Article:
The subject of happiness often splits the opinion of many people. Is it something we chase and obtain by achieving our goals and dreams or is it our birth right…there irrespective of what we do?

In western culture we tend to adopt a ‘build and maintain’ view of the world. That is, if we want something (like money, good career, quality of life etc…) we have to go out and build it from scratch then maintain and develop it through time. In essence it’s a fundamental driving force of the capitalist world view.

This way of looking at things doesn’t just apply to the outside, it also leaks into our internal world. From a young age we start buying into the illusion that happiness is something we have to build and maintain and, if we stop, we lose it and start to become unhappy.

It makes sense that we start thinking in this way…It is, after all, the strategy most western cultures instil and continually re-affirm through schooling and work life. It fits the capitalist model and provides the fuel to drive it on towards continual development. It’s a model and world view that certainly works and provides a lot of people with a high quality of life and lots of further opportunity to improve it.

When it comes to happiness, however, there is a major downfall of this world view. As soon as you stop building, maintaining and achieving you stop feeling happy. That your internal sense of happiness is linked so heavily to what you do on the outside that if things suddenly go pear shaped you lose the ability to be happy.

You buy into the illusion that happiness is something you have to build from scratch and then maintain through time. That it’s not there to begin with, irrespective of what’s going on in your life.

Stop for a minute and think about this for it’s one of the most important distinctions you can make.

Cast your mind back to when you were really young, as early as you can think…Perhaps about 5 or 6 years old.

Now, at that age, did you have to build and maintain your level of happiness? Did you have to continually affirm and re-affirm it to yourself every day in order to not lose it? Or were you so in the moment that you were happy just being, exploring, allowing yourself to go from moment to moment and interact with the world.

Sure there would have been times when you were knocked out of this but afterwards you fell right back into that blissful place of just being in the world…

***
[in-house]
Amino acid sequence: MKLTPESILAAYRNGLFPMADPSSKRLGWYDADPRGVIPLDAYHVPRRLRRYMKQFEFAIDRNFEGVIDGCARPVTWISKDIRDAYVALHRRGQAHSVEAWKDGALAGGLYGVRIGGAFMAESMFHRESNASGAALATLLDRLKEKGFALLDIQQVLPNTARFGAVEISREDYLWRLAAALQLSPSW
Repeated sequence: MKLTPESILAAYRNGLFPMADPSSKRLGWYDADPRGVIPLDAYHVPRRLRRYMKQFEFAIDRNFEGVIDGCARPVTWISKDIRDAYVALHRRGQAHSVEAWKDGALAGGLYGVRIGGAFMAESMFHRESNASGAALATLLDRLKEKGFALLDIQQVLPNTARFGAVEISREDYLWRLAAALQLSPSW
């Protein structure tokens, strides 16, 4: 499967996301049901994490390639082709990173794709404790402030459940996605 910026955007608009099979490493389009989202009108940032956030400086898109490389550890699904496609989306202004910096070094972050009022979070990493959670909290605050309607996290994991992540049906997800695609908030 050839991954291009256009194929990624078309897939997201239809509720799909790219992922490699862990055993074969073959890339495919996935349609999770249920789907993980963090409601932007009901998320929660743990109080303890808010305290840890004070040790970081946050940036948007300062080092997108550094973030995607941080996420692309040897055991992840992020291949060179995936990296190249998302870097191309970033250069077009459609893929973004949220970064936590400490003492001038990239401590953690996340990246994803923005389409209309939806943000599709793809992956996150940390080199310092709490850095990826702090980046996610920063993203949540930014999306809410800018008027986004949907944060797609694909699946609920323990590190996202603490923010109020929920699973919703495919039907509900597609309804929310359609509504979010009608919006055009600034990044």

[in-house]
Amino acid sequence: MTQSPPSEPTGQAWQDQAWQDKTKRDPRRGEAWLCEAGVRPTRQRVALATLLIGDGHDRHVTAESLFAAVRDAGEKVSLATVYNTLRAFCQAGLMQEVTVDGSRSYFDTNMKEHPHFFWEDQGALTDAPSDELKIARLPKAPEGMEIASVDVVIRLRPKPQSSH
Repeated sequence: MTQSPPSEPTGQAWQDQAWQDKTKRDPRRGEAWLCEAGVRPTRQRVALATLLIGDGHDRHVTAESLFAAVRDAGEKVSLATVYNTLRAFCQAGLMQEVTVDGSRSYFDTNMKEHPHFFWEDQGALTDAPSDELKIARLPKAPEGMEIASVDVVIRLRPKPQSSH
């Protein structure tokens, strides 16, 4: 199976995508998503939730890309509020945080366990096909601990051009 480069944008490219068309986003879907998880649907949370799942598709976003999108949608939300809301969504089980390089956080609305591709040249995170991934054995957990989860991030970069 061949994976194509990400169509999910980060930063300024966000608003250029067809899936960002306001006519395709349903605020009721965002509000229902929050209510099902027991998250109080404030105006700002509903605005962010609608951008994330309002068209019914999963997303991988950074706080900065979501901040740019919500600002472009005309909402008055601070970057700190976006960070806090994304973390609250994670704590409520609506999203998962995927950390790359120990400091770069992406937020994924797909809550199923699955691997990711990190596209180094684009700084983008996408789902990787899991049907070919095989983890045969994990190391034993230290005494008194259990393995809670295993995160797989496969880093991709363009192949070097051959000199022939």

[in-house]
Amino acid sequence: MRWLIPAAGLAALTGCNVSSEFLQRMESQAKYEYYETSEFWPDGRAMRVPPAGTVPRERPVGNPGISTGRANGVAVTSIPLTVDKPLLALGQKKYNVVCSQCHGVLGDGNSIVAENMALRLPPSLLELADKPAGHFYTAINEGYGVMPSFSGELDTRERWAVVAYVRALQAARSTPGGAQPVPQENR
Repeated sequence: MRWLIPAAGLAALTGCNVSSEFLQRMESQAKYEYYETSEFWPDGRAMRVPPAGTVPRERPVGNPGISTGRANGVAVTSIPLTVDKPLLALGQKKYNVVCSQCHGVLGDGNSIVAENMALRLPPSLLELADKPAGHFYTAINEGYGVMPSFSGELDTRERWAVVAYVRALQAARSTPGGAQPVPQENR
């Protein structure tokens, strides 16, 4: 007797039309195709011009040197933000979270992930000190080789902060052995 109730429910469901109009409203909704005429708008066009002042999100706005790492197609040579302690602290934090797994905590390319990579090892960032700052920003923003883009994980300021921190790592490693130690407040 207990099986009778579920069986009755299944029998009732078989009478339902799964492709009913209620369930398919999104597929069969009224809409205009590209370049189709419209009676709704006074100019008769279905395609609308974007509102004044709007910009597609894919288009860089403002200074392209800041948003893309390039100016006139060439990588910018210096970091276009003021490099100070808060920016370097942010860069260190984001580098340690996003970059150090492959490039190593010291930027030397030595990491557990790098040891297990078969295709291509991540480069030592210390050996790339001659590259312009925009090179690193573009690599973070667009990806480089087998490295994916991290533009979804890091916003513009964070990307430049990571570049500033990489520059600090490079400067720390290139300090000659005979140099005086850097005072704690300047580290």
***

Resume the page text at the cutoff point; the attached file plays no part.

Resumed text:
You didn’t need self help books, years of therapy or personal development seminars to build and maintain these feelings, they were just there as your natural default state. Then, through years of schooling and influence from parents and peers you started to buy into the concept that, if you don’t achieve certain things then you lose that feeling of happiness that is, actually, your natural default state.

In most westernised societies there is something called ‘gross national product’. The term used to describe the value of all products and services produced in a year within that country.

In Bhutan (a small state located at the western side of the Himalayas) they use a different gauge for success. The use the term ‘Gross National Happiness’. A pre-dominantly Buddhist culture, Bhutan place equal importance on general happiness and well being as they do on building wealth and material success. They believe the two compliment each other and you do not necessarily need material success to be happy.

This ability to be able to find a sense of joy and happiness irrespective of what’s occurring on the outside is a tremendously attractive quality. You can tell when you are with someone who possesses this quality as they just seem to have a balance about them. They appear more grounded and content without the need to constantly change and control the world around them.

Of course this is, in my opinion, a bit of a utopian vision. Despite what the Buddhist monk may tell you, I’m sure we all at some level crave success on the outside. It’s a natural and evolutionary impulse to want to develop and improve.

However just because you want to achieve material success on the outside doesn’t mean you can’t be happy without it. One of the tricks is to realise that material success is an extra to happiness rather than a pre-requisite.

Author's Bio: 

Steven Burns is known as 'The People's Coach' and is an NLP Trainer, Coach & Hypnotherapist. Following the end of his 9 and 1/2 relationship he decided to specialize in helping people let go of social anxiety disorder and become more confident and skilled in all aspects of socializing. You can find Steven's latest work at The Guide to Social Confidence